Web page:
Ayeeshia Jane Smith: Toddler 'stamped to death' was so badly injured she 'looked like a car crash victim'

Ayeeshia Jane Smith was found dead at her family home in Staffordshire in May 2014

A toddler believed to have been stamped to death was left so badly injured that she looked like a car crash victim, a court has heard.

21-month-old Ayeeshia Jane Smith died at her family home in Staffordshire in May 2014 after a laceration to her heart which is believed to have been caused by a forceful foot stamp to her chest, jurors at Birmigham Crown Court were told. She was reportedly heard saying ‘Stop mummy, stop daddy’ just days before her death, The Daily Mirror reports.

Pathologist Dr Alexander Kolar, who conducted a post-mortem on the girl’s body, told the court that she suffered from “blunt force trauma” and 16 injuries in total, including three broken ribs. Dr Kolar said: “The colour of these bruises indicate that there had been at least 24 hours between injury and death. More than trivial forces have been used. It is blunt force trauma using reasonable severe force.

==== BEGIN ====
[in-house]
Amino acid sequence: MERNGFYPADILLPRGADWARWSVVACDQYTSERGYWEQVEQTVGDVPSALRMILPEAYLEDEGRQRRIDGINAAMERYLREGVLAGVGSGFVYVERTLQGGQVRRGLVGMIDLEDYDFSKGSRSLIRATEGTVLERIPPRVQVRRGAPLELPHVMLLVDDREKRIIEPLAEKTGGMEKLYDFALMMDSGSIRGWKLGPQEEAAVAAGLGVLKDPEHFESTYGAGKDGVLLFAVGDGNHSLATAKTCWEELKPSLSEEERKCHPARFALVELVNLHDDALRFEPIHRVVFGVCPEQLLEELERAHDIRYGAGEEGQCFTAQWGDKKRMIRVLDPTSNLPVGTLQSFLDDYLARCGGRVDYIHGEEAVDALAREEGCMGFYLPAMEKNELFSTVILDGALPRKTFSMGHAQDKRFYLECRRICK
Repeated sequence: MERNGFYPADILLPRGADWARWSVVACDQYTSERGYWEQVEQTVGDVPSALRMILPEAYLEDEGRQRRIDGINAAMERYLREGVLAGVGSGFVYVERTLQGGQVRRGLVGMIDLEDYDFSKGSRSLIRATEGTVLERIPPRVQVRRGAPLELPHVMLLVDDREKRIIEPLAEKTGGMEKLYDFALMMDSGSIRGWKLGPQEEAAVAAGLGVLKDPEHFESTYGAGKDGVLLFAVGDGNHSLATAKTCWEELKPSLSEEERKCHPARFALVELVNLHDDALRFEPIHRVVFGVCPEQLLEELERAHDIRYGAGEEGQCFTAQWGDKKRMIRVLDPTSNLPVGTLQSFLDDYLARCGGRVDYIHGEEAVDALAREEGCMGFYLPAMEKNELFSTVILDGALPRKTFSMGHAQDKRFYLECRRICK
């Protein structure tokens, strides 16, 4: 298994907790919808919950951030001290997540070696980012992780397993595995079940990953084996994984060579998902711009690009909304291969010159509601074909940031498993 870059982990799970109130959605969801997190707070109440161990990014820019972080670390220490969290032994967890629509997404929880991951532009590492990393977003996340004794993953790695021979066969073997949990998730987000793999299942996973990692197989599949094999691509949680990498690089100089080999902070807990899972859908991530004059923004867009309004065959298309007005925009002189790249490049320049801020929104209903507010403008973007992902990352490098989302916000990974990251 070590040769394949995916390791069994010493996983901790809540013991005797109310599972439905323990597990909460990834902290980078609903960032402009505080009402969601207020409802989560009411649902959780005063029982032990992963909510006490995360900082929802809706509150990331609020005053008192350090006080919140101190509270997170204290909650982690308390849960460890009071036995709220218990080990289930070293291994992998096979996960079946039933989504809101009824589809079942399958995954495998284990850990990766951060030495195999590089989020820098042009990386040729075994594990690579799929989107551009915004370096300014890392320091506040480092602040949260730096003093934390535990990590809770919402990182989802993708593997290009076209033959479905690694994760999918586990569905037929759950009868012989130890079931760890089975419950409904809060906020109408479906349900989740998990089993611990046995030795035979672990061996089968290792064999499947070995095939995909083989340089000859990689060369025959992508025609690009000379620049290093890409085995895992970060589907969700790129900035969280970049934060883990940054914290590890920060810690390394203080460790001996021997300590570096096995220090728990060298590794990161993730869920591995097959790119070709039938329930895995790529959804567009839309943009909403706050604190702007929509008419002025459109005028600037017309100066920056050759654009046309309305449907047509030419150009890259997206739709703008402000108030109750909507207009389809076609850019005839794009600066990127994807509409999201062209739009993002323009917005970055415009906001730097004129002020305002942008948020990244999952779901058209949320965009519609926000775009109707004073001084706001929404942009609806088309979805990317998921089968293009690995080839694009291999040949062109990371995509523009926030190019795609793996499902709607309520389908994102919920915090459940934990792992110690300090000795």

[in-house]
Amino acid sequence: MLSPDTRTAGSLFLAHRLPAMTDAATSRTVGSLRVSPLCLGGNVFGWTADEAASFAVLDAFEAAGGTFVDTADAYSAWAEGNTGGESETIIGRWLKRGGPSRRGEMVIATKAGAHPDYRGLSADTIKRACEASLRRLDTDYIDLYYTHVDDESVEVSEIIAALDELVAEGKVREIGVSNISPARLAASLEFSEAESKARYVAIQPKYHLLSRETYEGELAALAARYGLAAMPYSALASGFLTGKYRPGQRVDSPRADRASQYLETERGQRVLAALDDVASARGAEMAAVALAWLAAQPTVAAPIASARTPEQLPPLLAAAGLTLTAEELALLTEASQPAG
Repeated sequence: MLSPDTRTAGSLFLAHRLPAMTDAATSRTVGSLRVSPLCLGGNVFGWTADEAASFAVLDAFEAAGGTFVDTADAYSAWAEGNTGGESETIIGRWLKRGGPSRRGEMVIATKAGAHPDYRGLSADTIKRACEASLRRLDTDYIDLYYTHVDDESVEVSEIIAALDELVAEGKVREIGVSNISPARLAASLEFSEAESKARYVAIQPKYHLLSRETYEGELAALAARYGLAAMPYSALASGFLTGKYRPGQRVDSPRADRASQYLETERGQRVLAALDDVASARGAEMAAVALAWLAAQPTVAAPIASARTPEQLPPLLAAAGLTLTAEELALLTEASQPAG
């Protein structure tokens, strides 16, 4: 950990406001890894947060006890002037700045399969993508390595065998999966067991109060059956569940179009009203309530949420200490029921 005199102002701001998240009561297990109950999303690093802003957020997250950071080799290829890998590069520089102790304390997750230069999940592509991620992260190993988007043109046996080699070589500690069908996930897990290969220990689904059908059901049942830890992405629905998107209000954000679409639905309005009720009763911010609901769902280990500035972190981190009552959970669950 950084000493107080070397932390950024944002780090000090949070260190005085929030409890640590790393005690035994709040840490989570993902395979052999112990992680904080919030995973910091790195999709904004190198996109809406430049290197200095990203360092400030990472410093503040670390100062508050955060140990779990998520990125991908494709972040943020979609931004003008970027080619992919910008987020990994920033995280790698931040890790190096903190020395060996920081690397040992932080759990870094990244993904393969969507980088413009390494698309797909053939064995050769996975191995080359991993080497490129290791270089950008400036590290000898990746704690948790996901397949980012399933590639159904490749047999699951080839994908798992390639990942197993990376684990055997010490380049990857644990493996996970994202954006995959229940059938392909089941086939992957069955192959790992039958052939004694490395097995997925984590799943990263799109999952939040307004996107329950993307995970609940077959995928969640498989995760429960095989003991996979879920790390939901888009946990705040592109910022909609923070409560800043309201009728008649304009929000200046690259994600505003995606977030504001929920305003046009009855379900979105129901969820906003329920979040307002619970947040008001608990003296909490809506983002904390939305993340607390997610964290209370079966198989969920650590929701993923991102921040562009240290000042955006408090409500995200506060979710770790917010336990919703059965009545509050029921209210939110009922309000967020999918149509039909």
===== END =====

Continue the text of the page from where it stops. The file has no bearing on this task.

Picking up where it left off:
“I would expect these sorts of injuries to occur from severe trauma to the chest or torso similar to that of a victim of a road traffic collision or a fall from a height. She has been subjected to a very significant trauma to the rear of her body resulting in a fatal chest injury. It was non-accidental.”

Her mother Kathryn Smith, 23, and Smith’s partner Matthew Rigby, 22, are standing trial accused of causing or allowing the death of a child and cruelty to a child. They both deny the charges.

The court had previously heard that the toddler had been taken into care by social services following welfare concerns but had been returned to her mother’s care six months before her death.

A 999 call was played to jurors in which Smith could be heard telling the emergency services operator that Ayeeshia had suffered a seizure. She said: "She's not breathing, there's nothing there, she's gone."

Emergency services were dispatched but paramedics were unable to resuscitate the toddler.

The trial continues.